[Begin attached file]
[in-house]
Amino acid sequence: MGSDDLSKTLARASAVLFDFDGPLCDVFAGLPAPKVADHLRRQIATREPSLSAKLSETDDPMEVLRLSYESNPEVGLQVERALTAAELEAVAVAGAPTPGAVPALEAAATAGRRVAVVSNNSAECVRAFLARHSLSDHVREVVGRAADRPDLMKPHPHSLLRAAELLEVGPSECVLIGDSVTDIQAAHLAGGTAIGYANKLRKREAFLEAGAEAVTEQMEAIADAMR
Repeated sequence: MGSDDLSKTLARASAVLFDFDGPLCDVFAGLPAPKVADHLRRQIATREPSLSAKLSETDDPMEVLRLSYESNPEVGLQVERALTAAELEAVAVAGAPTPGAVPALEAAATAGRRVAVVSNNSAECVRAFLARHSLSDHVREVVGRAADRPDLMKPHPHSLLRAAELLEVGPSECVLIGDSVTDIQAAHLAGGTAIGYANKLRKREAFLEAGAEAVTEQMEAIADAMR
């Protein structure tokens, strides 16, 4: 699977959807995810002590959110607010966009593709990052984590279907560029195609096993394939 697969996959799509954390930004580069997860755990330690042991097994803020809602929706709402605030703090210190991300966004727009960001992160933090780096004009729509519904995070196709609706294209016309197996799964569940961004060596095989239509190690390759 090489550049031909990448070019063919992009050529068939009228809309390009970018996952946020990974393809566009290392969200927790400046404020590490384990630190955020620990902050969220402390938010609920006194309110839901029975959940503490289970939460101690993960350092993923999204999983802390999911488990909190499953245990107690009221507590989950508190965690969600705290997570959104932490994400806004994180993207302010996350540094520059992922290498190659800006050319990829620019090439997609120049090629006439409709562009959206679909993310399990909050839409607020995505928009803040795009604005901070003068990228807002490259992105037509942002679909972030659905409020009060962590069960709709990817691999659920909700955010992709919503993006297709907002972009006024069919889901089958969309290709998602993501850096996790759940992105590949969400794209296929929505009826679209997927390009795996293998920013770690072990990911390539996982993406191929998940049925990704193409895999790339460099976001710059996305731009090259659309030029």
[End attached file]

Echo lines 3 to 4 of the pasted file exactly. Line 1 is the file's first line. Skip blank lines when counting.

Repeated sequence: MGSDDLSKTLARASAVLFDFDGPLCDVFAGLPAPKVADHLRRQIATREPSLSAKLSETDDPMEVLRLSYESNPEVGLQVERALTAAELEAVAVAGAPTPGAVPALEAAATAGRRVAVVSNNSAECVRAFLARHSLSDHVREVVGRAADRPDLMKPHPHSLLRAAELLEVGPSECVLIGDSVTDIQAAHLAGGTAIGYANKLRKREAFLEAGAEAVTEQMEAIADAMR
């Protein structure tokens, strides 16, 4: 699977959807995810002590959110607010966009593709990052984590279907560029195609096993394939 697969996959799509954390930004580069997860755990330690042991097994803020809602929706709402605030703090210190991300966004727009960001992160933090780096004009729509519904995070196709609706294209016309197996799964569940961004060596095989239509190690390759 090489550049031909990448070019063919992009050529068939009228809309390009970018996952946020990974393809566009290392969200927790400046404020590490384990630190955020620990902050969220402390938010609920006194309110839901029975959940503490289970939460101690993960350092993923999204999983802390999911488990909190499953245990107690009221507590989950508190965690969600705290997570959104932490994400806004994180993207302010996350540094520059992922290498190659800006050319990829620019090439997609120049090629006439409709562009959206679909993310399990909050839409607020995505928009803040795009604005901070003068990228807002490259992105037509942002679909972030659905409020009060962590069960709709990817691999659920909700955010992709919503993006297709907002972009006024069919889901089958969309290709998602993501850096996790759940992105590949969400794209296929929505009826679209997927390009795996293998920013770690072990990911390539996982993406191929998940049925990704193409895999790339460099976001710059996305731009090259659309030029």